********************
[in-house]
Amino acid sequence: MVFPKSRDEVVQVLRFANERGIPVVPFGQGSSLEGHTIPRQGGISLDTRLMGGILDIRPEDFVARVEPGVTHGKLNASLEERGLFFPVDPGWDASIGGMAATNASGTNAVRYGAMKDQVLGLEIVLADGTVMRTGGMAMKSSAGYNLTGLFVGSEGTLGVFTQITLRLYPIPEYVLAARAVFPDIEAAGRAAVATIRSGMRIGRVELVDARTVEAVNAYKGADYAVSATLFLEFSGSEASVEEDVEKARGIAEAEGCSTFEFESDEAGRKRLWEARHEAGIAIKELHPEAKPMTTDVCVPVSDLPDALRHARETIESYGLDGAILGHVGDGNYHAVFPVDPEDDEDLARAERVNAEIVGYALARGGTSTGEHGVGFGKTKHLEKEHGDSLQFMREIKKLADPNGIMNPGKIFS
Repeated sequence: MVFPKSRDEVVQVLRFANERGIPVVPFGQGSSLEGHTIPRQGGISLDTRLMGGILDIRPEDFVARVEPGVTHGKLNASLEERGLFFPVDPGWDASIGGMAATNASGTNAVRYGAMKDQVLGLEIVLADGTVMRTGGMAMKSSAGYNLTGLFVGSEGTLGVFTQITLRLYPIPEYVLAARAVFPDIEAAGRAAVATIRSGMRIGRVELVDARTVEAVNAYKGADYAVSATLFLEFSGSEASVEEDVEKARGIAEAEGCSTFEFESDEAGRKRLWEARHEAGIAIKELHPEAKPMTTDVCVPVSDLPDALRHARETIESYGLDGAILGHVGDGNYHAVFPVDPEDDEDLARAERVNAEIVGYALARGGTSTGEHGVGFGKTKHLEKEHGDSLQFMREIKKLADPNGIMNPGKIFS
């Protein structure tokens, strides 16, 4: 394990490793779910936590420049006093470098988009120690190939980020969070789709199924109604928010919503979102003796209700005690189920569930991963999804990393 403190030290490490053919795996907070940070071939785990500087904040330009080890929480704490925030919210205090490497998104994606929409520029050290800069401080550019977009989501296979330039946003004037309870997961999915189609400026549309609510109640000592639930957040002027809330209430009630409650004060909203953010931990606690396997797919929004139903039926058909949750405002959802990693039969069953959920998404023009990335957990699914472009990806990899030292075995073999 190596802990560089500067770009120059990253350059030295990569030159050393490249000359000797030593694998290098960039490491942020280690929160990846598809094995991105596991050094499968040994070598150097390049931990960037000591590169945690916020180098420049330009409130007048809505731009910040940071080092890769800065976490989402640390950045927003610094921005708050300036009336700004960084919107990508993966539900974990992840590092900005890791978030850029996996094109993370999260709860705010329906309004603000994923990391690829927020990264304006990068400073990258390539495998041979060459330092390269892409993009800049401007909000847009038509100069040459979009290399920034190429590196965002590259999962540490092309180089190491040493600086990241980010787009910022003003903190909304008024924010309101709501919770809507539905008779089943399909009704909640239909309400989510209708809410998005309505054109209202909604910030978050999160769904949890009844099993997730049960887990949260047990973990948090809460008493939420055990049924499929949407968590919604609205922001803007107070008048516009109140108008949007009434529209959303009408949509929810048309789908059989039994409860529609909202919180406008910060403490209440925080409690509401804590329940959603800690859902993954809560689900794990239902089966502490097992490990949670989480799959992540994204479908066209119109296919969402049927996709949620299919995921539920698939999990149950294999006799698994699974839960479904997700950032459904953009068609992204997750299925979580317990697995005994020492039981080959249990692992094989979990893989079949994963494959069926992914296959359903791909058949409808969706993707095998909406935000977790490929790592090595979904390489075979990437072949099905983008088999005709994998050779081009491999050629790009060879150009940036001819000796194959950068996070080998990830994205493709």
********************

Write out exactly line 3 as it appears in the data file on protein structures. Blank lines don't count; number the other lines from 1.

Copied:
Repeated sequence: MVFPKSRDEVVQVLRFANERGIPVVPFGQGSSLEGHTIPRQGGISLDTRLMGGILDIRPEDFVARVEPGVTHGKLNASLEERGLFFPVDPGWDASIGGMAATNASGTNAVRYGAMKDQVLGLEIVLADGTVMRTGGMAMKSSAGYNLTGLFVGSEGTLGVFTQITLRLYPIPEYVLAARAVFPDIEAAGRAAVATIRSGMRIGRVELVDARTVEAVNAYKGADYAVSATLFLEFSGSEASVEEDVEKARGIAEAEGCSTFEFESDEAGRKRLWEARHEAGIAIKELHPEAKPMTTDVCVPVSDLPDALRHARETIESYGLDGAILGHVGDGNYHAVFPVDPEDDEDLARAERVNAEIVGYALARGGTSTGEHGVGFGKTKHLEKEHGDSLQFMREIKKLADPNGIMNPGKIFS